BYOD is a PITA: Employee devices cost firms £61 a month
Report: Is making workers pay a false economy?
Companies are paying £61 a month for every device their workers bring into the office, but less than half of IT departments have any say in mobile strategy these days.
The numbers come from biz Wi-Fi flogger iPass, which discovered that only 48 per cent of IT departments are still in control of the spending on mobile devices, down from 52 per cent last year. But while they might not be buying the devices, the companies are still paying for the connectivity with an average monthly bill of £61.
That's a global average, costs to US firms were higher given the cost of mobile data, but it's still a lot of money to be spending in connecting devices over which corporate IT has little control.
More than half of the companies surveyed (56 per cent) have relaxed their BYOD (Bring Your Own Device) policies within the last 12 months, and more than eighty per cent now permit employees to pay for their own hardware for use at work.
Security is a concern, with all these unregulated devices, but management is the thing staff are most concerned about. Provisioning and supporting devices is expensive, and most of those polled reckon the costs are only going to rise. The majority of security incidents were down to handsets that were lost or stolen complete with passwords and logon details.
Various companies will address this, BlackBerry (aka RIM) has its Enterprise Service for managing devices including its own kit, and earlier this week Sophos updated its Mobile Control to version 3, offering lots of phishing and malware protection as well as device management, but that can prove expensive even if companies aren't paying for the kit any more.
MobileIron is another company in the field, which is why it worked with iPass to poll the 477 "IT Professionals" who took part in the survey, the results of which are compiled into an annual report with plenty of pretty graphics (free, but email address required).
It's not hard to see an analogy with the early days of the Personal Computer, when a desktop PC would be slipped through a departmental budget (generally as Stationery Supplies) to bypass the IT department entirely. PCs eventually came under the sysadmin's thumb, so it might be safe to assume that mobile devices will eventually succumb in the same way. The only question now is how much damage will be done in the meantime. ®
Pay for my own device, and have them lock it down???
I have steadfastly refused to connect my personal mobile devices to work's network, despite internal websites imploring me to do it with pictures of happy, busy people rushing about being amazingly productive and on the move. Why? Well, it is my device, right? So why then do I have my device eviscerated functionally, apps disabled, more security and tracking tools than I cam imagine and having to sign up to conditions of use that effectively mean I am not in control of anything to do with my device. All I'd manage to do is turn my personal device into a useless corporate brick that only functions in a corporate context... but I would be more productive. I guess...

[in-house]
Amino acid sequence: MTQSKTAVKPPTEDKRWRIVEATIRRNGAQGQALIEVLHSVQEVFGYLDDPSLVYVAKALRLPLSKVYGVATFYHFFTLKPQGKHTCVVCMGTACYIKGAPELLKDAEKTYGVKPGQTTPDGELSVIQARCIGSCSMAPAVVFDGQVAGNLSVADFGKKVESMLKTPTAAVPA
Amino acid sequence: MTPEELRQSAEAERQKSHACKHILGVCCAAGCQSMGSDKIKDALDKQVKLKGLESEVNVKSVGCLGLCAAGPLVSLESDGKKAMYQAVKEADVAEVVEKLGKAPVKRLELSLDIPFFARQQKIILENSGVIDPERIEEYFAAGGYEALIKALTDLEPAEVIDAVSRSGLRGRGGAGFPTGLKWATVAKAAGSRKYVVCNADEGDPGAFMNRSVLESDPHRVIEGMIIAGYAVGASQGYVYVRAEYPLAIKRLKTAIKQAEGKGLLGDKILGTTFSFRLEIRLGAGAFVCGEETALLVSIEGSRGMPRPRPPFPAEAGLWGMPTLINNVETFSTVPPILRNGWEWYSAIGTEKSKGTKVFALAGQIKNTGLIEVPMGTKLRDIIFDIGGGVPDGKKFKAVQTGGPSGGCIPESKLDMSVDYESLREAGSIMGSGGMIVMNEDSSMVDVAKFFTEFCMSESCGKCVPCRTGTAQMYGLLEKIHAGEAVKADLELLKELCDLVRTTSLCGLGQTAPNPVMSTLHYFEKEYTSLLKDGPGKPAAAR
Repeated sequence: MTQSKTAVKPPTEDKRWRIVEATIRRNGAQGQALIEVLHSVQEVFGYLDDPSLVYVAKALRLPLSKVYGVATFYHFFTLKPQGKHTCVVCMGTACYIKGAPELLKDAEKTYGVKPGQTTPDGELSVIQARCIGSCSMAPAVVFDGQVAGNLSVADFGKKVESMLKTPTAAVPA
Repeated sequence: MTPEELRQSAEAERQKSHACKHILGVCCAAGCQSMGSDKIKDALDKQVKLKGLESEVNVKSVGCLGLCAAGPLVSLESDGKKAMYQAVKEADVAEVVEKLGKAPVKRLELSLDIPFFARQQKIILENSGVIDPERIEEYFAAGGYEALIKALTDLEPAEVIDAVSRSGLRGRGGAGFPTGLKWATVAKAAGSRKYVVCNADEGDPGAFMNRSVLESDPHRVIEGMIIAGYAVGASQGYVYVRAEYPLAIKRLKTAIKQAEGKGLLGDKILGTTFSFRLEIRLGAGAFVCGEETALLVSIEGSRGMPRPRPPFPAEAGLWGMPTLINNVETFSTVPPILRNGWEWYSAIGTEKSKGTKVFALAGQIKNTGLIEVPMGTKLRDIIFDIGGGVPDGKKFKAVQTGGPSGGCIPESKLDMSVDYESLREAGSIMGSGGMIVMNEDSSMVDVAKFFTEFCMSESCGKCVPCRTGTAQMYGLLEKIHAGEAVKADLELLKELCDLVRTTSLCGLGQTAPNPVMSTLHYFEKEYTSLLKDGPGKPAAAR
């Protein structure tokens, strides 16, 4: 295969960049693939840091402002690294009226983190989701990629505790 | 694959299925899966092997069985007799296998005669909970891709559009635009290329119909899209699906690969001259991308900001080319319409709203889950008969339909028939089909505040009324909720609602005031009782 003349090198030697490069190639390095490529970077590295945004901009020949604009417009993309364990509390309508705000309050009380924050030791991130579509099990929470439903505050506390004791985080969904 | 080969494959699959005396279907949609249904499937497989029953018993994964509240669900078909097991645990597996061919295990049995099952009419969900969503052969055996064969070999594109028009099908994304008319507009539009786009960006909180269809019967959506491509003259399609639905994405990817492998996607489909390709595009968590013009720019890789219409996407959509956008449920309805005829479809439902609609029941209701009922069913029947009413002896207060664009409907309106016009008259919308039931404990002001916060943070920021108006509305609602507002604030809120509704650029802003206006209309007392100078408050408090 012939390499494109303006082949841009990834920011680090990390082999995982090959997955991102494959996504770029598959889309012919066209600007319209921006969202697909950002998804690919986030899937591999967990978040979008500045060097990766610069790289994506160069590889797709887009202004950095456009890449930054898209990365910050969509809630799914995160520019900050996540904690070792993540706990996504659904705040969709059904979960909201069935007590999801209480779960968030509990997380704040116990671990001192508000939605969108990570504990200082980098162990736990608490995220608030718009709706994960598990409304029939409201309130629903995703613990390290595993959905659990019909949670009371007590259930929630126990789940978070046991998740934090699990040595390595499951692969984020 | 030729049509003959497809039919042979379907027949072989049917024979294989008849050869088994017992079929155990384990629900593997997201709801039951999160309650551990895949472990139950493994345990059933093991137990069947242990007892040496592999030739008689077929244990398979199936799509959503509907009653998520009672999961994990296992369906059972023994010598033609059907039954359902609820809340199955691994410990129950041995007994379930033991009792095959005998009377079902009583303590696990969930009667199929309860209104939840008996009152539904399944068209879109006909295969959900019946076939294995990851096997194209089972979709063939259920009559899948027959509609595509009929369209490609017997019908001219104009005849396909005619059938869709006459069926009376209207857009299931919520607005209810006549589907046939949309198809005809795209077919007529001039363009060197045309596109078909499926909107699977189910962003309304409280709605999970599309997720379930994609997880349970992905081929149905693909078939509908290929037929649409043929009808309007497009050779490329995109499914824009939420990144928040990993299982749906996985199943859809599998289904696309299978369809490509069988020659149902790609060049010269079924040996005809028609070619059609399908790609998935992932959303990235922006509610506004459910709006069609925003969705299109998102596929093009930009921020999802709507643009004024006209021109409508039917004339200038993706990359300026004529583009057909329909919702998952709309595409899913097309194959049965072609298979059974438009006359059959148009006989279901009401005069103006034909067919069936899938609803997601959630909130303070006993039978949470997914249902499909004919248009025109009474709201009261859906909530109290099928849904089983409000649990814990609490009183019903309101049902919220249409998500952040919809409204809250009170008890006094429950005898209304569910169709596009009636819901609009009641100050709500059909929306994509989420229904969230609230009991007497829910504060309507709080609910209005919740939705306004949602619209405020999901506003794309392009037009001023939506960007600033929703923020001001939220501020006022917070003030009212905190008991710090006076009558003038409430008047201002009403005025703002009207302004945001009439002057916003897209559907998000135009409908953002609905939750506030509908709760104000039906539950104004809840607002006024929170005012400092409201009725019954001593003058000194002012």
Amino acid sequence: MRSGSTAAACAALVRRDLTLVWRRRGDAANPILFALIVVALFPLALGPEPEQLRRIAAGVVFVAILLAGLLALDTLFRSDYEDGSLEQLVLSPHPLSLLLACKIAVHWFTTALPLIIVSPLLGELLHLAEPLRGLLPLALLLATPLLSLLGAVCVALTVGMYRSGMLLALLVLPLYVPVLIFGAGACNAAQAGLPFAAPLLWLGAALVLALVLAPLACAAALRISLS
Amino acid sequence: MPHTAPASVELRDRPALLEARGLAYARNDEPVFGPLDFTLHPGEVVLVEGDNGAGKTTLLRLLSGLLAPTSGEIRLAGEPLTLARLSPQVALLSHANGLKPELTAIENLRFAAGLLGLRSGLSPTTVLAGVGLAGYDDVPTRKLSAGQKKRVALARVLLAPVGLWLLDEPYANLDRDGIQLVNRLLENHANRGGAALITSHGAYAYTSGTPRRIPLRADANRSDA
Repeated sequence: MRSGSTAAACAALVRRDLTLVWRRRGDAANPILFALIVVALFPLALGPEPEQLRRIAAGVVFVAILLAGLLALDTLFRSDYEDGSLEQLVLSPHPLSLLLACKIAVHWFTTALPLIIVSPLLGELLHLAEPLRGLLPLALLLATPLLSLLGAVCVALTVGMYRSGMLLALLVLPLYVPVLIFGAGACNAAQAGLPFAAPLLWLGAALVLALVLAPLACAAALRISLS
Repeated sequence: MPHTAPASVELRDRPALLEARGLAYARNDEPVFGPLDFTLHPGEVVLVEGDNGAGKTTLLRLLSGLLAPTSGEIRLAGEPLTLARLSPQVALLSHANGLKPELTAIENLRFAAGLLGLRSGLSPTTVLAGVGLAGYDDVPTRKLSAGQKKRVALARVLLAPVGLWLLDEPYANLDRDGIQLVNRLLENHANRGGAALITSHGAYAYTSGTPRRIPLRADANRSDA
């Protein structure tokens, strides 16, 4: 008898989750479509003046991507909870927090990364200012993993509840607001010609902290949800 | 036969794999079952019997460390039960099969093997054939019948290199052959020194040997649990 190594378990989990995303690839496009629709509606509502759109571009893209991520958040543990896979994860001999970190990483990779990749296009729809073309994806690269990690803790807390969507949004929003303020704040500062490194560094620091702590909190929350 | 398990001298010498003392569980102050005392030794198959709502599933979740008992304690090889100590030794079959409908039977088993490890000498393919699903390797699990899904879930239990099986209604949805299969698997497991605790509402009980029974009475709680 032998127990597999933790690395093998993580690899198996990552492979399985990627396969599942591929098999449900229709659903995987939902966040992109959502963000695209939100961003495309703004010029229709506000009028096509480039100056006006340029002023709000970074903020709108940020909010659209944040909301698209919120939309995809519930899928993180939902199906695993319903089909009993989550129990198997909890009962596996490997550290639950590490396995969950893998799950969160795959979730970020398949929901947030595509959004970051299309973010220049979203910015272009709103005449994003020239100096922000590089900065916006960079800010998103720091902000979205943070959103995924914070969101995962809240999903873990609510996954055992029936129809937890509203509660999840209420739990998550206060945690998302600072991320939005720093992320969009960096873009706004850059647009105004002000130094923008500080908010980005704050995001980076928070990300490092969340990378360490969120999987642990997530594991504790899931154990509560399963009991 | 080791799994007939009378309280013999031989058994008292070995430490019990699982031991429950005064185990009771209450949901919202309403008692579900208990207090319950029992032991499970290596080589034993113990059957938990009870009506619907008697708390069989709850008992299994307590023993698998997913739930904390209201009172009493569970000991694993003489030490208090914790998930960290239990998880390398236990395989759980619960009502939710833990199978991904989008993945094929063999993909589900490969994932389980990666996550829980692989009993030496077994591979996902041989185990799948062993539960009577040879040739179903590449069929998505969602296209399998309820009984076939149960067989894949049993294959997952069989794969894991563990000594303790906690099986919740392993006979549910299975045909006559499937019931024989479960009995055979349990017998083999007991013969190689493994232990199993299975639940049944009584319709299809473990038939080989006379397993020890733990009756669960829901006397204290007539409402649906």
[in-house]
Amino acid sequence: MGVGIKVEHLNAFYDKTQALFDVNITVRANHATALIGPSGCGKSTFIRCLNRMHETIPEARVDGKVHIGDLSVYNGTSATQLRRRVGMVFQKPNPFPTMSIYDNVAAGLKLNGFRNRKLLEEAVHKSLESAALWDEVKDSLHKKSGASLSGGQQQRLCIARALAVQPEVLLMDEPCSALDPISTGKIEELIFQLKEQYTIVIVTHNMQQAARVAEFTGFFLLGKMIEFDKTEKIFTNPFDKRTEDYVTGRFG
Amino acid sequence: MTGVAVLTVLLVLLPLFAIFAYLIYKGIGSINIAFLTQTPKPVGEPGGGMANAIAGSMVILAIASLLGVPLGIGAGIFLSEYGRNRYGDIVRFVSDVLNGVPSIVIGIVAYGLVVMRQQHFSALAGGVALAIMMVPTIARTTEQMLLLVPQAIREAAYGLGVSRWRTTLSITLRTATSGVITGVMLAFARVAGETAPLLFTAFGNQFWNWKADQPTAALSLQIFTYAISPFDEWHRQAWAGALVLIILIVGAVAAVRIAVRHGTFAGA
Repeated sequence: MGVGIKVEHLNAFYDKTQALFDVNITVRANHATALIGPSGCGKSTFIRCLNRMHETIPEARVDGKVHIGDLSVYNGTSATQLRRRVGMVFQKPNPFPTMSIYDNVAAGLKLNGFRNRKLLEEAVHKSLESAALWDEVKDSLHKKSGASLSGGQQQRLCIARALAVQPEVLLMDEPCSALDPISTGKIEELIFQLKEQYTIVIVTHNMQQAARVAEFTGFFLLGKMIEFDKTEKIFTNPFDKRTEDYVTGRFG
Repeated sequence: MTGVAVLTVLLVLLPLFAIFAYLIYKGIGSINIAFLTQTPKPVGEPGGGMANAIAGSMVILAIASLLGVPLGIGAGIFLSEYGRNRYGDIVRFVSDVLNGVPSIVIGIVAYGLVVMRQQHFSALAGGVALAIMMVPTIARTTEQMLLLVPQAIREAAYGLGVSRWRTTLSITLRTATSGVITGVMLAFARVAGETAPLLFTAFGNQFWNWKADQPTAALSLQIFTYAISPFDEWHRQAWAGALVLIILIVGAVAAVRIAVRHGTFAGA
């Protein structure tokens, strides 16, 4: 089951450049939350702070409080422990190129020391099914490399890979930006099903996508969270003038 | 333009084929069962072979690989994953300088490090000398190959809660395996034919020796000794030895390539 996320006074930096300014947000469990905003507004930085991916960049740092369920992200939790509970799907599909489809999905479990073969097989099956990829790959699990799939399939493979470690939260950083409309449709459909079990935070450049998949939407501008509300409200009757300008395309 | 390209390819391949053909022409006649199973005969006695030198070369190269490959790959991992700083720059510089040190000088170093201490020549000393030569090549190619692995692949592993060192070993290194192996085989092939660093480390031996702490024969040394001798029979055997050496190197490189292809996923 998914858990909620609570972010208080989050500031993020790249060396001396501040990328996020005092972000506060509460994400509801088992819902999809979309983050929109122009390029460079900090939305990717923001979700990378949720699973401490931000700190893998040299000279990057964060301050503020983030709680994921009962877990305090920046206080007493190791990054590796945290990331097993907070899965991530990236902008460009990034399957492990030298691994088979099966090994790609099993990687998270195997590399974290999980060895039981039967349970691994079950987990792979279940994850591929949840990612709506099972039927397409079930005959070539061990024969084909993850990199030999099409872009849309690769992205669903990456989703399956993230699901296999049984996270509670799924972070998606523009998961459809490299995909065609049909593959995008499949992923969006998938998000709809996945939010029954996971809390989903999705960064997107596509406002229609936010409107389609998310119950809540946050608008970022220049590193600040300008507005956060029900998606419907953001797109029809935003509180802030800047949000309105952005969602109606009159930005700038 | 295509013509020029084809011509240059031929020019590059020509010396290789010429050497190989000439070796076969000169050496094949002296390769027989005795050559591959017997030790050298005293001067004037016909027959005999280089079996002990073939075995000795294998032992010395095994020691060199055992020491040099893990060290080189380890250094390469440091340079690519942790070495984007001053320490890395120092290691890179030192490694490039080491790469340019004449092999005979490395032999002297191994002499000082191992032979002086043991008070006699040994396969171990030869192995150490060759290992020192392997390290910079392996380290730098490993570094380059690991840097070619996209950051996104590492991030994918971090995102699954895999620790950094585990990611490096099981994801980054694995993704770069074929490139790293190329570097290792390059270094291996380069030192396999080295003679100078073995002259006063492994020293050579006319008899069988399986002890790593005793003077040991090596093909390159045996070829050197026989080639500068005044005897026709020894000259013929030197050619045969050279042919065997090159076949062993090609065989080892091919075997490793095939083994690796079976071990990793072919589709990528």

Re: Pay for my own device, and have them lock it down?? - Quite agree
Completely agree. Further, my device is my device with my personal phone numbers on, texts etc and I steadfastly refuse to mix my personal life with work.
Should for example my phone be confiscated by work as part of a disciplinary investigation for example they could have access to everything on it.
I've not particularly got anything to hide but I still don't want them knowing about my personal life thank you very much...
Re: Security issues
"A) Most technical security issues are caused by Microsoft security holes."
Post proof, or retract.
"B) An even greater number of security issues are caused by social engineering or by employees making mistakes or up to nefarious activities, either out of incompetence, disgruntlement or out of a desire to defraud."
So "most" are caused by MS, but "an even greater number" are caused by stupid human tricks? It would seem that basic logic is not quite within your grasp ...
Couple that with "BYOD is a security concern but generally not as bad as the above security concerns, the extra risk of BYOD is nowhere near as great as fixing the above would reduce risks."
Uh, dude/tte, it's EASY to remove the BYOD issue from the picture. Ban personal devices from the workplace. Simple. No more issue.
"In fact if BYOD meant fewer MS boxes, then it might improve security."
"If" and "might" are not compelling security/business arguments.
No wonder people look down their noses at Linux fanbois ... and that's speaking as someone who has used Slackware as his personal desktop for coming up on 20 years.
Re: Pay for my own device, and have them lock it down???
I'd happily have BYOD if it meant I could bring a Linux box to work
Do you need a linux box in McDonalds these days?
@Eadon (was: Re: BYOD is a way of avoiding lockin)
No. Just no. You are very confused.